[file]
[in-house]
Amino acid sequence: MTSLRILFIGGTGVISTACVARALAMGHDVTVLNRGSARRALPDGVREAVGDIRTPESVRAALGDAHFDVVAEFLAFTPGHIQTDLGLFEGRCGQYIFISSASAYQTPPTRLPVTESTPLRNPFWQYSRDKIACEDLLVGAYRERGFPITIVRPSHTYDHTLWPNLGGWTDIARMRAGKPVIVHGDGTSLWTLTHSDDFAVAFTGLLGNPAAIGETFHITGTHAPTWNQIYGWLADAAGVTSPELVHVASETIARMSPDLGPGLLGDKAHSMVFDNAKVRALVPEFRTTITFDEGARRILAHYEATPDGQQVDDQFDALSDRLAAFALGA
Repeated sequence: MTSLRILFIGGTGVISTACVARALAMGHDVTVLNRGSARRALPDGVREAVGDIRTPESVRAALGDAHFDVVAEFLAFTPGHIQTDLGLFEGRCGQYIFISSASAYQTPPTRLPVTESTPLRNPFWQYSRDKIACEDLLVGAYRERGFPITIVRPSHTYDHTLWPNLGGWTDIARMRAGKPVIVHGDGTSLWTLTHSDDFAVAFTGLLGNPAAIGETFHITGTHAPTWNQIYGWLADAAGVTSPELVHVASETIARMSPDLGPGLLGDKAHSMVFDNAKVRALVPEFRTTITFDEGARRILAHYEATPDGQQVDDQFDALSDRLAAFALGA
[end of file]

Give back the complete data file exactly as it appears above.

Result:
[in-house]
Amino acid sequence: MTSLRILFIGGTGVISTACVARALAMGHDVTVLNRGSARRALPDGVREAVGDIRTPESVRAALGDAHFDVVAEFLAFTPGHIQTDLGLFEGRCGQYIFISSASAYQTPPTRLPVTESTPLRNPFWQYSRDKIACEDLLVGAYRERGFPITIVRPSHTYDHTLWPNLGGWTDIARMRAGKPVIVHGDGTSLWTLTHSDDFAVAFTGLLGNPAAIGETFHITGTHAPTWNQIYGWLADAAGVTSPELVHVASETIARMSPDLGPGLLGDKAHSMVFDNAKVRALVPEFRTTITFDEGARRILAHYEATPDGQQVDDQFDALSDRLAAFALGA
Repeated sequence: MTSLRILFIGGTGVISTACVARALAMGHDVTVLNRGSARRALPDGVREAVGDIRTPESVRAALGDAHFDVVAEFLAFTPGHIQTDLGLFEGRCGQYIFISSASAYQTPPTRLPVTESTPLRNPFWQYSRDKIACEDLLVGAYRERGFPITIVRPSHTYDHTLWPNLGGWTDIARMRAGKPVIVHGDGTSLWTLTHSDDFAVAFTGLLGNPAAIGETFHITGTHAPTWNQIYGWLADAAGVTSPELVHVASETIARMSPDLGPGLLGDKAHSMVFDNAKVRALVPEFRTTITFDEGARRILAHYEATPDGQQVDDQFDALSDRLAAFALGA